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Duke football still searching for an identity after embarrassing loss to North Carolina

Head coach David Cutcliffe highlighted fundamentals, including tackling, as something his team needs to improve on after Saturday's blowout loss.
Head coach David Cutcliffe highlighted fundamentals, including tackling, as something his team needs to improve on after Saturday's blowout loss.

Durham will have to go another year without the Victory Bell.

After losing to North Carolina 56-24 Saturday afternoon at Wallace Wade Stadium, Duke had to watch its rival wheel the traveling trophy back to Chapel Hill after its second straight loss in the series. Other than that visual, however, this loss wasn’t similar to that of last season's nail-biter at all. 

The Blue Devils did very few things well throughout Saturday’s game, but the most concerning aspect was the team’s continued lack of an identity.

“There are obviously a lot of things that need to be addressed, the most notable being we have got to do the fundamental things better,” head coach David Cutcliffe said.

Since the beginning of Cutcliffe’s tenure in Durham, he has always taken great pride in having fundamentally-sound football teams. Duke does not attract the five-star recruits, but Cutcliffe was still able to lift the program to new heights by playing quality football.

The thing that is different with this team is that there is a different fundamental problem each and every week. Depending on the matchup, a vastly different Blue Devil football squad shows up on the field, and this blowout loss to North Carolina is a shrieking example of all those inconsistencies.

For starters, Chris Rumph II and Victor Dimukeje were non-factors all afternoon. Both members of the imposing pass rush duo entered the contest tied for first in the nation with 7.5 sacks apiece. But they were unable to notch a single sack against a Tar Heel offensive line that, even after allowing only one total sack to Duke, ranks 98th out of 100 eligible teams with 3.17 sacks allowed per contest.

“I just think [the North Carolina offensive line is] physically gifted,” Cutcliffe said. “They're that good. They're one of the better offensive lines that we've seen.”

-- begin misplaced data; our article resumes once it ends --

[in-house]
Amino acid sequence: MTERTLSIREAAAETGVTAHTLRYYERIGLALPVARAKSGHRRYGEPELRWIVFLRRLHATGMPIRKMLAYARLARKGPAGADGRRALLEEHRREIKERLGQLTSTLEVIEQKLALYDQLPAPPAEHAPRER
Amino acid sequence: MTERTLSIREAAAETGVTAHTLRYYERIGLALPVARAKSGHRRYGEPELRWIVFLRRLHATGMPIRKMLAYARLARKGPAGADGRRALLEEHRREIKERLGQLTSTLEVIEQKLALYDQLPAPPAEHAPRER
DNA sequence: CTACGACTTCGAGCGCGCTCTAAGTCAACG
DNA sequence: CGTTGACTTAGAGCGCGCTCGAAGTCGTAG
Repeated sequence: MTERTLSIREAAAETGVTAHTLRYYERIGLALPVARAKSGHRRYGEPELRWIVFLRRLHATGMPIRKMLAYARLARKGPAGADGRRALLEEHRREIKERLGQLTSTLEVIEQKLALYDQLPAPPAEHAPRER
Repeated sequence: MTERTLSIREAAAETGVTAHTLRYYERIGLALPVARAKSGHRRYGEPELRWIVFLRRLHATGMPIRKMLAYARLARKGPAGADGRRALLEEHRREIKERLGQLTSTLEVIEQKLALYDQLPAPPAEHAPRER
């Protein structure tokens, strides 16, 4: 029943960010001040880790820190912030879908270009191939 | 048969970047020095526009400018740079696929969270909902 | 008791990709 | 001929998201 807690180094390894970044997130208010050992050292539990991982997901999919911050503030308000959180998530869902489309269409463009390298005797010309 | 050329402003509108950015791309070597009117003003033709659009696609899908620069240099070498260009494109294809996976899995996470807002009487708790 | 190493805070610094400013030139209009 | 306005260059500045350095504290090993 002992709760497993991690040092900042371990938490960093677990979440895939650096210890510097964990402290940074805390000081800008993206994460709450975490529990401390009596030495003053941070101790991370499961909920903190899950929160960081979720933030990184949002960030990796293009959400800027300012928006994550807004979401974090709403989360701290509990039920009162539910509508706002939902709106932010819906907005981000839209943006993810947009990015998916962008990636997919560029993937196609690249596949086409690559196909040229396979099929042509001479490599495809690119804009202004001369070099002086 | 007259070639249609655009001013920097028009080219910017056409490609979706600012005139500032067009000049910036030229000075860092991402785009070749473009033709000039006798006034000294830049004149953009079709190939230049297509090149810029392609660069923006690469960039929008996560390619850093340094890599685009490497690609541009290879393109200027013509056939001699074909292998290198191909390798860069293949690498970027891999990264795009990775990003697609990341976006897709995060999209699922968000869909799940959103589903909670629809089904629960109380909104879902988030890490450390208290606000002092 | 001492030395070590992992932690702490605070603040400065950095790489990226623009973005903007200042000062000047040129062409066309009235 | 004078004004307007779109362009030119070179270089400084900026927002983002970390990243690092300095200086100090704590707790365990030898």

It’s a lot to ask of any player to have a highlight-reel game every week, but the absence of Rumph and Dimukeje amplifies the fact that Duke does not have an aspect of its game that can be relied on game in and game out.

Over the past couple weeks, the impressive performances of Deon Jackson and Mataeo Durant probed the possibility of this team having a run game that the entire offense hinges on. Both backs had over 100 yards on the ground against Charlotte and Syracuse, but against North Carolina, Jackson was held to just 33 yards.

Durant managed to have the best day of any Blue Devil with 132 rushing yards, but his performance was overshadowed by the overall lopsidedness of the afternoon. 

In the passing game, there is yet to be a receiver to step up as the go-to guy when the team needs a big catch. It helps to have that wide variety of receiving threats, but the con of it is that there is not a clear player to throw to on crucial downs.

Jake Bobo, Jalon Calhoun and Noah Gray have had some success picking up first downs, and Jarrett Garner is emerging as a legitimate deep threat, but quarterback Chase Brice is yet to build a rapport with a receiver that indicates who the true No. 1 option is.

The quarterback duo of Brice and Gunnar Holmberg combined for 226 passing yards in a game in which Duke had 12 possessions spanning 30 minutes. The fault cannot be placed entirely on Brice and Holmberg, though, as the Blue Devils allowed five sacks against a Tar Heel defensive line that has struggled to get to the quarterback all year.

Even special teams, a part of Duke’s game that is usually mistake-free and has made some big plays over the past few weeks, dug the Blue Devils into a hole. On the opening kickoff, kicker Jack Diggers pulled the football out of bounds and freshman Jontavis Robertson gave North Carolina an additional 15 free yards on a late hit penalty.

The result was North Carolina quarterback Sam Howell getting the football on the 50-yard line to begin the game—the Tar Heels took that momentum and never looked back. 

“Give credit to North Carolina,” Rumph said. “They came out the first half, threw a couple punches, made some big plays. We dug ourselves in the hole so give them credit.”

Duke is now in a delicate phase of its season. The Blue Devils’ remaining schedule is light, but the team has yet to defeat anyone besides ACC bottom-dweller Syracuse and Conference USA Charlotte.

Cutcliffe’s squad could bounce back and rattle off a few wins to finish at 5-6, or could free fall to a 2-9 final record. Either way, this will surely be a game, and likely season, Duke will want to put in its rearview mirror.

Jake C. Piazza

Jake Piazza is a Trinity senior and was sports editor of The Chronicle's 117th volume.


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